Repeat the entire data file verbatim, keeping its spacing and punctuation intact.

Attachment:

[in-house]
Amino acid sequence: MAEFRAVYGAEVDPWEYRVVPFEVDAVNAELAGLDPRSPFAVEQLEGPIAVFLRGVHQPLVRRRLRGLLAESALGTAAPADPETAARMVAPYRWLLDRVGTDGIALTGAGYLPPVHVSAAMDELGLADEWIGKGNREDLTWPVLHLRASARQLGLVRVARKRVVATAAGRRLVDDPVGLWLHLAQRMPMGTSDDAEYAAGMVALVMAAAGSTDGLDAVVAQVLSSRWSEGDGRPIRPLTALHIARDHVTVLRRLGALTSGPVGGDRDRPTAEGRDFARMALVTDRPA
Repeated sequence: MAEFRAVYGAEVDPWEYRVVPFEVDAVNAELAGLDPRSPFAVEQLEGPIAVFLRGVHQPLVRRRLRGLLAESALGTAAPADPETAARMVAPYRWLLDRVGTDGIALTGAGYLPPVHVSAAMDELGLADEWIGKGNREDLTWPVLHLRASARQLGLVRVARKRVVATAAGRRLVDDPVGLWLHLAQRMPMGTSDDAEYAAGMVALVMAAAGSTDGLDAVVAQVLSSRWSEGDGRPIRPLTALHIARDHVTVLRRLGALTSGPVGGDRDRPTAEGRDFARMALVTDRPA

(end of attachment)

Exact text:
[in-house]
Amino acid sequence: MAEFRAVYGAEVDPWEYRVVPFEVDAVNAELAGLDPRSPFAVEQLEGPIAVFLRGVHQPLVRRRLRGLLAESALGTAAPADPETAARMVAPYRWLLDRVGTDGIALTGAGYLPPVHVSAAMDELGLADEWIGKGNREDLTWPVLHLRASARQLGLVRVARKRVVATAAGRRLVDDPVGLWLHLAQRMPMGTSDDAEYAAGMVALVMAAAGSTDGLDAVVAQVLSSRWSEGDGRPIRPLTALHIARDHVTVLRRLGALTSGPVGGDRDRPTAEGRDFARMALVTDRPA
Repeated sequence: MAEFRAVYGAEVDPWEYRVVPFEVDAVNAELAGLDPRSPFAVEQLEGPIAVFLRGVHQPLVRRRLRGLLAESALGTAAPADPETAARMVAPYRWLLDRVGTDGIALTGAGYLPPVHVSAAMDELGLADEWIGKGNREDLTWPVLHLRASARQLGLVRVARKRVVATAAGRRLVDDPVGLWLHLAQRMPMGTSDDAEYAAGMVALVMAAAGSTDGLDAVVAQVLSSRWSEGDGRPIRPLTALHIARDHVTVLRRLGALTSGPVGGDRDRPTAEGRDFARMALVTDRPA